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Macadamia nuts

Macadamia nuts is an important crop in South Africa. It is an important earner of foreign revenue, has high growth potential while also being labour intensive.


  • Macadamia trees have similar soil and climatic requirements to avocado trees and are a suitable replacement crop for avocados. Macadamias originated in subtropical eastern Australia, Indonesia and New Caledonia.
  • Macadamia tree takes five to twelve years to produce nuts and a good tree can produce nuts for 40 years. The trees require a hot subtropical climate without much humidity. Macadamias are now widely used in the confectionery, baking, ice cream and snack food industries.
  • Macadamia oil’s rich, cushiony skin feel and high oxidative stability make it especially suitable for heavy creams and sun care formulations. Medical research has shown that the consumption of macadamias may significantly lower the risk of heart disease.
  • Macadamia nuts have a sweet taste and are a super source of energy. They also contain large amounts of vitamin A and iron, as well as zinc and calcium.
  • Raw macadamias have been awarded the South African heart mark as an approved part of the Heart and Stroke Foundation healthy eating plan. They can be eaten raw or roasted.
Source: the Southern African Macadamia Growers’ Association (SAMAC) website, and the DALRRD publication A Profile of the South African Macadamia Nut Market Value Chain (see "Websites & publications" heading).

International business environment

  • Almonds at 31% lead the global tree nut industry. Macadamias make up only 1% (SAMAC, 2023) (see the “Tree nut” page for more).
  • South Africa, Kenya and Australia are the largest producers of macadamia nuts.
  • The World Macadamia Organisation (WMO) was formed in 2021. See
  • The Southern African Macadamia Growers’ Association (SAMAC) works closely with other African macadamia producing countries like Kenya and Malawi, also major macadamia producers, and Zimbabwe. Macadamia nuts are also grown in Brazil, United States of America (especially Hawaii), Israel, China, Swaziland, New Zealand, Colombia and Guatemala.

Further reference:


South Africa: imports and exports

There is an export standard on all inshell macadamia nuts, which means every consignment is inspected by the Perishable Products Export Control Board (PPECB). Download the standard at

According to figures received from the South African Revenue Service, the total value of macadamia exports in 2022 was R4.6 billion. A breakdown of exports is included among the information at

Local business environment

  • Mpumalanga (41,9%), KwaZulu-Natal (31,5%) and Limpopo (18,8%) have the most hectares planted (SAMAC, 2023).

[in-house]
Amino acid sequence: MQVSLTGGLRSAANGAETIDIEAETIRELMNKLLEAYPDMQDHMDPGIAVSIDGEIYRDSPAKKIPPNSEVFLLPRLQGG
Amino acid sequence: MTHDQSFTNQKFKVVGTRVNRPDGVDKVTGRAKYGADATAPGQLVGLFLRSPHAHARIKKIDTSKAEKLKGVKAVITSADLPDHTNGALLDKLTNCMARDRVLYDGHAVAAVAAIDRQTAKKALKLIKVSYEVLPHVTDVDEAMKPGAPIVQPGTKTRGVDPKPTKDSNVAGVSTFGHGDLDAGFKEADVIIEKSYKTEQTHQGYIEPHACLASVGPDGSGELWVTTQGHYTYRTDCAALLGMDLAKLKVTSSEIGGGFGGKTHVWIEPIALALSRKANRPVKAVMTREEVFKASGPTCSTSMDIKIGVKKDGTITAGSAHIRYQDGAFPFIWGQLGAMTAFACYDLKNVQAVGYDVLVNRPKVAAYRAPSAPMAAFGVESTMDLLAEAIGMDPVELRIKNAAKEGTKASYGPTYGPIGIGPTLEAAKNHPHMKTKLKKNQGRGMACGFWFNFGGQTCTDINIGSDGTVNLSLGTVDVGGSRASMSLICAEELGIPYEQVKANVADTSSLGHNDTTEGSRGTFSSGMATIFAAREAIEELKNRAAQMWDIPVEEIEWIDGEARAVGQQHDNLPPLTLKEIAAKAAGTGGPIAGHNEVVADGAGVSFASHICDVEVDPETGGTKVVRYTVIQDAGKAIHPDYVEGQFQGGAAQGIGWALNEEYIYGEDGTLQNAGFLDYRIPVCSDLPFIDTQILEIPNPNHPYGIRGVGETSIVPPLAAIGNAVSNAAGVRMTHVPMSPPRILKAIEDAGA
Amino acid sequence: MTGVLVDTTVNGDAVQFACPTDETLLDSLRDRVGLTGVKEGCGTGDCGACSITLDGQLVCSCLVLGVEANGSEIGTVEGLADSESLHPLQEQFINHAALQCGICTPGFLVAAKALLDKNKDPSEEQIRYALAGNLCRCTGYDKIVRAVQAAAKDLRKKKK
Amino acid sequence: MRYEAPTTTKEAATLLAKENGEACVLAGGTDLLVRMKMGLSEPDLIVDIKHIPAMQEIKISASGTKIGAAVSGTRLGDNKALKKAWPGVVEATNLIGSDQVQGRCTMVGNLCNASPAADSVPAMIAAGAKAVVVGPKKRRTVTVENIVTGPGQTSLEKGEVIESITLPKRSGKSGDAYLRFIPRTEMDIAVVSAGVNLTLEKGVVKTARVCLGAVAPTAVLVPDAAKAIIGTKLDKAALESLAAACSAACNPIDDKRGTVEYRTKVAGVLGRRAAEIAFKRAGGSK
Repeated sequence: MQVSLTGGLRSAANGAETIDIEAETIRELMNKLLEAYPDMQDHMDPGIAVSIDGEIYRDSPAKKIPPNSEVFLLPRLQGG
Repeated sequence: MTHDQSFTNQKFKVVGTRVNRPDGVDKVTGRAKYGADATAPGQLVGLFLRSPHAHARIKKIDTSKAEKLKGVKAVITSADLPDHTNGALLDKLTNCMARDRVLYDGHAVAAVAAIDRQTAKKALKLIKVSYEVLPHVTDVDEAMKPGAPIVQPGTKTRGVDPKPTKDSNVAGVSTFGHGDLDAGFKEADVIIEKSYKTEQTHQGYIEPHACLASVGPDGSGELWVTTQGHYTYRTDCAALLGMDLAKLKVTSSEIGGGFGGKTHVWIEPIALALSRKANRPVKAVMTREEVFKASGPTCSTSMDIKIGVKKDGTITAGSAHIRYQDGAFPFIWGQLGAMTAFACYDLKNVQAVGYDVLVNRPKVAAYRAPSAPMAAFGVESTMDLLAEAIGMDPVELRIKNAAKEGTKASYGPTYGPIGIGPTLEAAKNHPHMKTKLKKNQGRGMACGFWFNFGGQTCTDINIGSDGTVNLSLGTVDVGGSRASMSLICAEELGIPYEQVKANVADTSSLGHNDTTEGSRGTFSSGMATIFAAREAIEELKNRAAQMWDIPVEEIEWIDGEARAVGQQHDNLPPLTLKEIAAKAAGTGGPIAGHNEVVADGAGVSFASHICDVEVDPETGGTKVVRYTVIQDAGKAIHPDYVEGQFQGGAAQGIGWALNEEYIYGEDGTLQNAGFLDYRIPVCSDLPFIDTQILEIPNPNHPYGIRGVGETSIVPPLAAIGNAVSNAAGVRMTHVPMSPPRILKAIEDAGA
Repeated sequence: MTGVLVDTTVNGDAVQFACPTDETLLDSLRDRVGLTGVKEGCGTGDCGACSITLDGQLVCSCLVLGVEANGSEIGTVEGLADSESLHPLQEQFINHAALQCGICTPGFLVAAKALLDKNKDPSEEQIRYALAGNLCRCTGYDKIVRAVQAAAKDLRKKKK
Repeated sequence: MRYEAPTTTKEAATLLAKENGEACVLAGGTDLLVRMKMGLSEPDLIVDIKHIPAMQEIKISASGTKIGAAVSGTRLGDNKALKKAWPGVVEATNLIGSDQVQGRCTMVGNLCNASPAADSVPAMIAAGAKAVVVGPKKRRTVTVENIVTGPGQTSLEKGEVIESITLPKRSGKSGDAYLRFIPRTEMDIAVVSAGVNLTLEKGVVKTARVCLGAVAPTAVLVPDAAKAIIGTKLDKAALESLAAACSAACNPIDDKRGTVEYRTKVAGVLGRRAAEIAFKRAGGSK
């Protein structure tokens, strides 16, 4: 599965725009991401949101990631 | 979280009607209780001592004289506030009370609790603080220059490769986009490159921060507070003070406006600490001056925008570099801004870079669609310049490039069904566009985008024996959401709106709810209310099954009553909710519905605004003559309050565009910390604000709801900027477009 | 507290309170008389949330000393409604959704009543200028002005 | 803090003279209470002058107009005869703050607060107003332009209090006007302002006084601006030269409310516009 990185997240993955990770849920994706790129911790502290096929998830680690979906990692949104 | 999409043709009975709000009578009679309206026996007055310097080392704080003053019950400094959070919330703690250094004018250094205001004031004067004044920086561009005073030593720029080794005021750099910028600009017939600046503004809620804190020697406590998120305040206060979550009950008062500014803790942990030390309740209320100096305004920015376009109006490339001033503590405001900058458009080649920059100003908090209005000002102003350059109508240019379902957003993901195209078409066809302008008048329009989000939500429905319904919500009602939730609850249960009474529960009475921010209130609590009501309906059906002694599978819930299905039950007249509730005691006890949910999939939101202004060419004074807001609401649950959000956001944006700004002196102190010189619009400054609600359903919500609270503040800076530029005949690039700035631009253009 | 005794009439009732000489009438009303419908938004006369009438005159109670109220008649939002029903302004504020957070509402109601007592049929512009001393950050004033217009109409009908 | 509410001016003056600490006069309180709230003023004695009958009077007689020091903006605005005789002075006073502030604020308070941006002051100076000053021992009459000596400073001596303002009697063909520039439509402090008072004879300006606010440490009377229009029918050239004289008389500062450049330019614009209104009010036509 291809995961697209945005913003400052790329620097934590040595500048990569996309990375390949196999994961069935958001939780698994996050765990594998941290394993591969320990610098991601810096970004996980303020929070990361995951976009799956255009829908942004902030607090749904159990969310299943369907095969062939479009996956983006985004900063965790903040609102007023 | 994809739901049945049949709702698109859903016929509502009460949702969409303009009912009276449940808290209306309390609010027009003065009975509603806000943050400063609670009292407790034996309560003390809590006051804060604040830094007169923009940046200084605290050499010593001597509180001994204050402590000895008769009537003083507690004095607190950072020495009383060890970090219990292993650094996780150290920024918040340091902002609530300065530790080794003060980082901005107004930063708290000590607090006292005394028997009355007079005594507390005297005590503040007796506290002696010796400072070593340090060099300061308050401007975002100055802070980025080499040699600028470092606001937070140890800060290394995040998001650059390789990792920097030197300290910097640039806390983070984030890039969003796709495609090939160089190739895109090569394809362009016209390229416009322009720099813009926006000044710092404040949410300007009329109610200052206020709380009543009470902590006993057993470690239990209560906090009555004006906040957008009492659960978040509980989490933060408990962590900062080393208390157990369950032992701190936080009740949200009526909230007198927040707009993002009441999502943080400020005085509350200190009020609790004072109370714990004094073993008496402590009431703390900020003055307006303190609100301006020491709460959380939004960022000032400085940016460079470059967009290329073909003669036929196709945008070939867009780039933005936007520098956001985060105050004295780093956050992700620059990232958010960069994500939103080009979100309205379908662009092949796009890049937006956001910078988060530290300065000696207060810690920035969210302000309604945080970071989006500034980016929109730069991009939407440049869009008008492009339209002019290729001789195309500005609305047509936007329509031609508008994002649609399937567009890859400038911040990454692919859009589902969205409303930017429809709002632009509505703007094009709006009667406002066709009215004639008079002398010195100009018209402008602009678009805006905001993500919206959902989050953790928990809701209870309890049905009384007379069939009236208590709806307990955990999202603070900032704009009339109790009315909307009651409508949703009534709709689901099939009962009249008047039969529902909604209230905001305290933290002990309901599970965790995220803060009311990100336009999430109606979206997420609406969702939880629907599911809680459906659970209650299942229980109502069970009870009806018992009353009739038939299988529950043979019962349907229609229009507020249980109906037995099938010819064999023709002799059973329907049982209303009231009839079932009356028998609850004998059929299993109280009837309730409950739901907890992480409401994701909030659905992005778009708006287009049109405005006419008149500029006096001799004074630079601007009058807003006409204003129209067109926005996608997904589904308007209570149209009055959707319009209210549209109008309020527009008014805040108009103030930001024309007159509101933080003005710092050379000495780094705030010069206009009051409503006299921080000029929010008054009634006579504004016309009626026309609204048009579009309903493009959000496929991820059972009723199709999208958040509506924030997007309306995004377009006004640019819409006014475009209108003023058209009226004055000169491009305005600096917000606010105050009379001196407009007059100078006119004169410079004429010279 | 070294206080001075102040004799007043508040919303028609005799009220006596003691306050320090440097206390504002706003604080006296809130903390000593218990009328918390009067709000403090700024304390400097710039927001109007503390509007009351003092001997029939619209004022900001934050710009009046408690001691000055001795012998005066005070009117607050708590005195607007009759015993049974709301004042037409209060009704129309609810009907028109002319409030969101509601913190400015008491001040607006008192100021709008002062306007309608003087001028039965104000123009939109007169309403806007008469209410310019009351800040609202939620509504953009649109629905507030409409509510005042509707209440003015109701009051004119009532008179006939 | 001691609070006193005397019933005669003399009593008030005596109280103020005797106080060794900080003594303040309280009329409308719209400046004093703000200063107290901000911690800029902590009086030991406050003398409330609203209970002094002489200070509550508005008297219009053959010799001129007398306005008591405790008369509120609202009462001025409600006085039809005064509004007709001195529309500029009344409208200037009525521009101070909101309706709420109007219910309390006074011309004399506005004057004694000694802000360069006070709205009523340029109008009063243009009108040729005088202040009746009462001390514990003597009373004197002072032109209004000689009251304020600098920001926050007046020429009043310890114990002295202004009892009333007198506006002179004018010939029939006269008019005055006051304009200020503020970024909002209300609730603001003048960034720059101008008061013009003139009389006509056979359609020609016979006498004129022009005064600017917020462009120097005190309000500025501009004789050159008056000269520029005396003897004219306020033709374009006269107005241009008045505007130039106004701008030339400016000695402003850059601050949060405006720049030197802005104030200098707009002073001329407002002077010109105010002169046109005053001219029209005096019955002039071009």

• Approximately 65 516 ha of macadamias have been established in South Africa. Macadamia production has increased dramatically and the rate of production is expected to increase even more in the near future due to an exponential increase in new plantings annually.
  • Annual production increased from 68 840 tonnes in 2022 to 77 534 tonnes in 2023. The export value increased to approximately R4.6 Billion in 2022.
  • Several farms are GlobalGAP and SIZA accredited and most cracking facilities are HACCP and/or ISO 9001 accredited. This ensures full traceability for customers and supplies fast feedback to farmers of quality.
  • Information on cultivars, kernel recovery, historical macadamia production figures and more can be found at
Source: and previous notes on the SAMAC website.

For the newcomer

  • Readers are invited to contact SAMAC for detailed grower information on soil and climatic requirements, temperature, altitude, rainfall, wind, cultivars, planting distances and densities, and fertilising.
  • Various grower guides are available at Examples include “Nuts: Cultivating macadamias”.

National strategy and government contact

Macadamias are an important crop for the country, having high-growth-potential while also being labour intensive (Sihlobo, 2018). The National Development Plan singled out the nut sector as one of the smaller, labour- intensive industries with huge expansion and labour creation potential. The BFAP Baseline noted a few years ago that pecans and macadamias were among those industries that had already expanded beyond the targets of the NDP (BFAP, 2019).

  • Department of Agriculture, Land Reform and Rural Development (DALRRD) (i) Directorate Marketing (ii) Directorate International Trade
  • National Agricultural Marketing Council (NAMC) A statutory levy exists for macadamia growers
  • Perishable Products Export Control Board (PPECB)

Websites and publications

Visit the websites listed earlier on this page.

  • The Macadamia SA magazine
  • On the website of the Department of Agriculture, Land Reform and Rural Development (DALRRD), find the grower guidelines (Info Pak) “Cultivating Macadamias”. See also the Step-by-step export manual for exporters of South African processed fruits, vegetables and nuts compiled by the Directorate International Trade. The Directorate Marketing pages used to include an annual publication, A Profile of the South African Macadamia Nut Market Value Chain. This has not appeared since 2019, unfortunately.
  • From the ARC-Tropical and Subtropical Crops order the following: (i) Cultivation of Macadamia (ii) Macadamia pests / Makadamiaplae (Eng & Afr comb.) (iii) Macadamia scouting. Call 013 753 7081.
  • Macadamia nuts are dealt with in the publication “Fruit and nut production in KZN”, which can be downloaded at
  • Find the notes on macadamias on the Precision Irrigation Academy website,
  • The AgriSETA Assessment Guide Primary Agriculture “Monitor the establishment of a crop” includes orchard trees. Another relevant learner guides include “Harvesting agricultural crops”.

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